Promoting Papua New Guineans is good for business, says Cardno’s Cooper


Putting Papua New Guineans into key roles will be a priority for Andrew Cooper, recently appointed to head the PNG operations of international consultancy group, Cardno.

Andrew Cooper, Cardno, PNG

Cardno’s Andrew Cooper

Andrew Cooper is not new to PNG. Until 2012, he was General Manager and Country Director for UMW Niugini Limited, an industrial enterprise with interests in engineering, oil and gas, manufacturing and heavy equipment.

During his time there, the company’s revenue grew tenfold and staff numbers rose from 170 to more than 400.

Cooper says a key focus during his time at UMW was moving away from the employment of costly expatriates and promoting Papua New Guineans into important positions.

‘My whole focus is to do what we can to build this nation, to help nationalise key roles, to help PNG-based businesses stand on their own two feet,’ he says.

Commercial and social benefits

‘You know the commercial benefit to the UMW was significant. But, more importantly, we had PNG nationals who were in management positions, making crucial decisions for that business. There’s no reason why we can’t do that again here at Cardno,’ Cooper says.

Cardno’s business in PNG is extremely diverse, ranging from running critical components of international aid programs to providing technical expertise and project management skills for infrastructure projects.

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‘It’s a wide brief,’ Cooper observes. ‘On the social side, that includes the Law and Justice Programme for the Australian Department of Foreign Affairs (DFAT) and community development programmes, to physical infrastructure, such as the management of water systems, electrical power stations and designs for ports and road systems.

‘For instance, we’re very heavily involved currently in helping to reconfigure the National Capital District’s roads system.’

Cross-selling expertise

Cooper says he wants to ‘cross-sell’ the company’s expertise.

‘For example, if we’re looking at the development of a port, we have environmental people who can come in and put in place simulation models and so we can understand what the impacts are on the environment.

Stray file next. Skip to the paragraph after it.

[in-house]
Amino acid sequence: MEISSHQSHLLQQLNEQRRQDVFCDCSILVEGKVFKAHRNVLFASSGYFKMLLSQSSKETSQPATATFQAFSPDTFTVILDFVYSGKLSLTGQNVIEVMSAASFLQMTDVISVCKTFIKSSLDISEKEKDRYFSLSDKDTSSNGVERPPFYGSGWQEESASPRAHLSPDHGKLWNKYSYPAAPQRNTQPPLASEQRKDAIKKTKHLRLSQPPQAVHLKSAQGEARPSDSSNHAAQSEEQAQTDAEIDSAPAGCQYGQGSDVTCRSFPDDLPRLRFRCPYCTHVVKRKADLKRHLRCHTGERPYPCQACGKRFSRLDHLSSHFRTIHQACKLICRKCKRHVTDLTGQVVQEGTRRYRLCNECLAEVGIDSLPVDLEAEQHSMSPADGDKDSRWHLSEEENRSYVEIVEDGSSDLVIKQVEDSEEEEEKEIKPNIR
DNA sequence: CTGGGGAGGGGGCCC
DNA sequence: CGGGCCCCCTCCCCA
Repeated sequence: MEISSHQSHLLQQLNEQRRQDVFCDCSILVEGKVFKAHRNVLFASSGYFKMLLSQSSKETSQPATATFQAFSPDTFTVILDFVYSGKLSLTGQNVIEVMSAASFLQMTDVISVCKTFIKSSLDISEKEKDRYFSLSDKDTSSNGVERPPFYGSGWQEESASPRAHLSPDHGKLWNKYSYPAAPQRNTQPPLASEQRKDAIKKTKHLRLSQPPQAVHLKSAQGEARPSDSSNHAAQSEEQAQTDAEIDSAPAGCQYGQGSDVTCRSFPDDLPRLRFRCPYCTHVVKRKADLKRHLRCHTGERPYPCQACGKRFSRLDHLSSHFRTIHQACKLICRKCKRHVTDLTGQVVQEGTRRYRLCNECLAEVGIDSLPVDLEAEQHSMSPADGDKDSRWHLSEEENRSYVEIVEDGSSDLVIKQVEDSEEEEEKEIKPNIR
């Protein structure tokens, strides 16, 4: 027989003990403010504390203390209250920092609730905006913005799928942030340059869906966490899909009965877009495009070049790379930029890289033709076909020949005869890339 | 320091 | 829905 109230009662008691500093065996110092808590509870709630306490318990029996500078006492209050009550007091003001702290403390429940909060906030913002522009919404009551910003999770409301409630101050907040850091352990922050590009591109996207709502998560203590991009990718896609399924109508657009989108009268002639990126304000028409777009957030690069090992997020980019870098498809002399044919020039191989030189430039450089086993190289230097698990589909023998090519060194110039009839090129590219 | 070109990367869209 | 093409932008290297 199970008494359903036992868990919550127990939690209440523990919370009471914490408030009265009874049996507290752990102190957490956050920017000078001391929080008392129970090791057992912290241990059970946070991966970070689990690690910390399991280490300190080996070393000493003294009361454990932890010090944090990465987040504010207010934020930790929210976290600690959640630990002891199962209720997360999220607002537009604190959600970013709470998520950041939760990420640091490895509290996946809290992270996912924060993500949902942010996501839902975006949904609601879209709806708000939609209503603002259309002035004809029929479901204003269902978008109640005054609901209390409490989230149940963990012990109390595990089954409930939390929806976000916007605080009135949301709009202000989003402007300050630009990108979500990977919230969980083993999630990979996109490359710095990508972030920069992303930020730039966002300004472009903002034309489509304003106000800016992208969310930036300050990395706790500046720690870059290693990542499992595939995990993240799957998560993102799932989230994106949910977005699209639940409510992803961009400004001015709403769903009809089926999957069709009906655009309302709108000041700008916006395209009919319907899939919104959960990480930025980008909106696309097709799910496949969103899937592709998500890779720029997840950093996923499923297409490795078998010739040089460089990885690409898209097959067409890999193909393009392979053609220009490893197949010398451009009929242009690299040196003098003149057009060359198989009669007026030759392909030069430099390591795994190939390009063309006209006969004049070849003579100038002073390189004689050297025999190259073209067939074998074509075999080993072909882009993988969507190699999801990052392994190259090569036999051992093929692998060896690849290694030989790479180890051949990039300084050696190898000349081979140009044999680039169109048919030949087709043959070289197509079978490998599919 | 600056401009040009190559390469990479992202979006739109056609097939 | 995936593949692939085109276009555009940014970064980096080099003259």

‘We have civil engineers that can work on the design.

‘We have people on the social infrastructure side where we can understand and assist with the management of local landowners and addressing social needs that may be arise out of a major project.”

He cites a violence against women project Cardo is running for Barrick Gold as an example.

‘My focus is very much about bringing people together, bringing our business units together so that we can really help to build capacity in this country.’

Aid projects need private skills

A significant portion of Cardno’s business in PNG has been based on managing Australian aid-funded projects on behalf of DFAT.

Despite the Australian aid program’s reintegration into DFAT, Cooper predicts a continued role for the private sector in delivering aid.

‘The message from Australia’s Foreign Minister Julie Bishop is loud and clear—”we will continue to provide aid in the region, and we will be holding people to account”.

‘We will see more likely an increase in private sector involvement—contractor involvement—because you know we’re the ones that provide the management. We’re the ones that are out there on the ground, and aid donors need that partnership to be close, and make sure the taxpayers’ money is spent effectively.”


  1. Colin Gilson says

    About 10 years ago our company was 35% expats, today there is one. It’s no coincidence that last year our company made its single biggest annual profit, all of our senior roles bar one is filled by PNG nationals. Last week we were proud to announce that one of our staff who started here as a junior sales officer 9 years ago has just been asked to run one of our operations in another country!
    Can’t agree more with this article.

  2. Fred Kowas says

    We have seen over theyears that exercutives and Senior expat Managers come to PNG with a very narror perspective partly influenced by the Australia media that Papua New Guineas are not capable and can not be placed in Senior Roles. The fact is there are lots of capable Papua New Guineas many with International qualifications and experiences and if given the opportunity, they will rise to the occassion as shown with few that have dared to do including UMW Andrew Cooper managed…. Good on you Andrew !

  3. Anja Blyton says

    It’s high time CEOs of companies such as Cardno promoted the culture of inclusivity and recognised that there is plenty of high quality HR in PNG. On ya Andrew Cooper!

  4. Chris Taylor says

    What Andrew Cooper is doing is very inclusive and will benefit both Cardno and the local communities they work with. I like his forward thinking and he is “a breath of fresh air” !!

  5. Laevai Neuendorf says

    Yes indeed, Andrew’s article is a breath of fresh air, and important in this development and social climate. The key to success in engaging PNG workers in all facets of business growth is to work inclusively, not exclusively and lay the foundation for a stronger, more competent, motivated and loyal local workforce. Good on you Andrew for taking a positive step toward a more inclusive , contemporary workforce with PNG workers in the forefront.

    Take a leaf out of the Japanese in the Toyota Business Model, a culture very different to the western world’s business model, yet similar to the PNG social and cultural fabric of work, leadership, loyalty and support.

  6. Excellent article and Andrew is spot on. Giving PNG workers the opportunities to grow benefits them, their families, the businesses and the economy.

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